Scandals underline need for global shake-up in regulations, expert claims

12 January 2009

Corporate scandals such as those involving Bernard Madoff in the US and Satyam in India reflect a "global" breakdown in financial regulation and governance that requires a unified response, it has been claimed.

Mark Mobius, a fund manager with Franklin Templeton, told Citywire that recent cases, as well as incidents such as the Enron collapse, highlight the fact that lapses in corporate governance are not confined to developing economies.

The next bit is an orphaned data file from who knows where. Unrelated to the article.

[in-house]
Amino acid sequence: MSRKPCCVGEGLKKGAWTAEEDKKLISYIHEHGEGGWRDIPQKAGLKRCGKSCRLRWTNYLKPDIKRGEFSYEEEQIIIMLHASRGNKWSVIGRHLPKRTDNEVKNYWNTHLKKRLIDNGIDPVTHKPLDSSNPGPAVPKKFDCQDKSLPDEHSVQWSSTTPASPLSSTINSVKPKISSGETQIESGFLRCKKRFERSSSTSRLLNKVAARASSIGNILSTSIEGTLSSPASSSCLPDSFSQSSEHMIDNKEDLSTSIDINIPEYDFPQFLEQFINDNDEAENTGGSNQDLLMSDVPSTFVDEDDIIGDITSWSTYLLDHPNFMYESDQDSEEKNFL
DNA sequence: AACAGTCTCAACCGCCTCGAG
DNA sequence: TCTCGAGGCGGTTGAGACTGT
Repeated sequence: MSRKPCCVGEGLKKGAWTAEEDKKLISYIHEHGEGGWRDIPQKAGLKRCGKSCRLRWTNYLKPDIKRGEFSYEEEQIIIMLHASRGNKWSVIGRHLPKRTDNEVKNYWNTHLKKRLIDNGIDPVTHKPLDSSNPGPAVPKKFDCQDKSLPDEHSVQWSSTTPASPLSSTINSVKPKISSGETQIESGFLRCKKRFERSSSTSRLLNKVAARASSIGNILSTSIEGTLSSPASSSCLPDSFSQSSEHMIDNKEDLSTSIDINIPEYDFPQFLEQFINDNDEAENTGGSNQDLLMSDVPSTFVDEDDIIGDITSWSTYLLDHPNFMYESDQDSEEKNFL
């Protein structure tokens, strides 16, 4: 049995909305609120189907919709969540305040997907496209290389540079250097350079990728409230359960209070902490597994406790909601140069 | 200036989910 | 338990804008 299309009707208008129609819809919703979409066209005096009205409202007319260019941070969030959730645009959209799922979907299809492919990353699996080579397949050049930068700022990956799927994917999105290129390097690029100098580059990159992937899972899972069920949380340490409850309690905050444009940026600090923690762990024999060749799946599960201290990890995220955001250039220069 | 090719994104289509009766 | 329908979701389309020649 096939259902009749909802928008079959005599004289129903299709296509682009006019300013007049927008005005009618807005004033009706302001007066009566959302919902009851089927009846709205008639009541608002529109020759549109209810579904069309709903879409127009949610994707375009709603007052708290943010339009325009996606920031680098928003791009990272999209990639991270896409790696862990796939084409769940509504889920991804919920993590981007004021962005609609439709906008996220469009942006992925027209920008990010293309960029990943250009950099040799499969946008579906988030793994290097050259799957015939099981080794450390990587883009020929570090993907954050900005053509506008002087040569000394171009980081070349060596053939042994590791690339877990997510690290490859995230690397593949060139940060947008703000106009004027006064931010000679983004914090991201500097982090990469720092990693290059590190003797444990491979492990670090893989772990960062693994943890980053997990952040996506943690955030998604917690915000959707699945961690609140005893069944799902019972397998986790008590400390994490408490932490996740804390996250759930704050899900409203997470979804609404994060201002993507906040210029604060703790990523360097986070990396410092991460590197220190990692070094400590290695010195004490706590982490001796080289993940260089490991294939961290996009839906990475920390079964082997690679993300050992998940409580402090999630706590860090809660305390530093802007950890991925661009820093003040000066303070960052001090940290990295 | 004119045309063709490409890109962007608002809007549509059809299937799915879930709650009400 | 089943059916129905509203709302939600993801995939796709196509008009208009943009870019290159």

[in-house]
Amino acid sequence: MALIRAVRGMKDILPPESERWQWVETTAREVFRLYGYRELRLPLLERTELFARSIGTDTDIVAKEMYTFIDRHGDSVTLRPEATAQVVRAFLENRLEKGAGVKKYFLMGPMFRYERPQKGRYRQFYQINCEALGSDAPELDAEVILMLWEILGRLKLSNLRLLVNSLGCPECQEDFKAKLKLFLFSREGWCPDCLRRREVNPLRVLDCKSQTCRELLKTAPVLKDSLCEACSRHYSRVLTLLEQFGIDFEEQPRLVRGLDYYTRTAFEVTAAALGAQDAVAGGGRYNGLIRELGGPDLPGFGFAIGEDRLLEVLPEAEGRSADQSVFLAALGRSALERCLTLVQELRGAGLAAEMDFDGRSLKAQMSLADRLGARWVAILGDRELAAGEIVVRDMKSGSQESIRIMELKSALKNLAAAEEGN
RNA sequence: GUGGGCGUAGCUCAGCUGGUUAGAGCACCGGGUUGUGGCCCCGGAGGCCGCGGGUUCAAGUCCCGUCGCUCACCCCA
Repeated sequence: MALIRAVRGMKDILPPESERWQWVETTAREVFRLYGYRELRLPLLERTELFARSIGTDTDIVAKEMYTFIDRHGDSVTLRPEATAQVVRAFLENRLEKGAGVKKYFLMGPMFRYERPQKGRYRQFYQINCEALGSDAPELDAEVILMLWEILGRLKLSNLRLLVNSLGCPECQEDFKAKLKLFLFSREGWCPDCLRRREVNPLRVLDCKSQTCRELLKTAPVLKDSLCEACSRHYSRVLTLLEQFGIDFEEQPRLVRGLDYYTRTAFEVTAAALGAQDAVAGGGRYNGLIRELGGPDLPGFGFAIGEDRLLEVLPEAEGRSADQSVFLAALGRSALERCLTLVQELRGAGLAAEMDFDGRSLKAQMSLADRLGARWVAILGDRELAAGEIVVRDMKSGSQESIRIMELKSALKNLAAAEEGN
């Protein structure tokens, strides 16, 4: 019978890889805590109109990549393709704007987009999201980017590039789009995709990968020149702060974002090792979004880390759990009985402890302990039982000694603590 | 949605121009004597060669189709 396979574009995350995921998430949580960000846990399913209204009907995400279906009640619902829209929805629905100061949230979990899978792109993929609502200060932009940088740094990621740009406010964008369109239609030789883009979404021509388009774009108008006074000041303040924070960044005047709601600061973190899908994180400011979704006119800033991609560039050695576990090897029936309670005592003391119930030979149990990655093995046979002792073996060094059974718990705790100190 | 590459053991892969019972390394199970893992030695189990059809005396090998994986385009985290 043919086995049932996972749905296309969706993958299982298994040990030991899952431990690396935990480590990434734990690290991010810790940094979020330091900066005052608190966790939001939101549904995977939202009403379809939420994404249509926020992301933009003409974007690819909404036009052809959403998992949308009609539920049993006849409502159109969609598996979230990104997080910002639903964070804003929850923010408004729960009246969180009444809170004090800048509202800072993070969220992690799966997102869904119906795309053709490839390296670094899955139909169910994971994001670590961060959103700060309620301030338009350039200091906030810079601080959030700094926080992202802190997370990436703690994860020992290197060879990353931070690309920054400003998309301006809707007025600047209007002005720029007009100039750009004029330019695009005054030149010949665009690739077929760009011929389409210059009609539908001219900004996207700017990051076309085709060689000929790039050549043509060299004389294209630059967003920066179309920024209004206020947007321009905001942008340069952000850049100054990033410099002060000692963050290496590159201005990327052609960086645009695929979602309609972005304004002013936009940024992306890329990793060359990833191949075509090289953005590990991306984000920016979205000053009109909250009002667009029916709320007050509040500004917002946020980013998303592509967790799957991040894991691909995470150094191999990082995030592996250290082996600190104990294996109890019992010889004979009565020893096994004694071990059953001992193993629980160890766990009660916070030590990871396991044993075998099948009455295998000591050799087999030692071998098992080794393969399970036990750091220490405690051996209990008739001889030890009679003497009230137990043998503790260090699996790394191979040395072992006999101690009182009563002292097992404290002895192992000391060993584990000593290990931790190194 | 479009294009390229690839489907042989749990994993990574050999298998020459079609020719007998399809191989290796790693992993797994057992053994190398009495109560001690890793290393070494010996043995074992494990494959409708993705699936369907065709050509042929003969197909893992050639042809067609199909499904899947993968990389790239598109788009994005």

He added that in some cases, there have been "dramatic" breakdowns in oversight, pointing to the Madoff affair, where money manager Harry Markopolos provided the Securities and Exchange Commission with a dossier entitled 'The World's Largest Hedge Fund is a Fraud' in 2005 - but the regulator never followed up on its allegations.

To guard against future scandals, Mr Mobius called for a more integrated approach to provide better surveillance of managers and firms.

"We really have a regulatory problem that has to be solved - there must be unification," he commented.

Franklin Templeton manages assets worth £269.9 billion ($403.5 billion) for more than 22 million clients.

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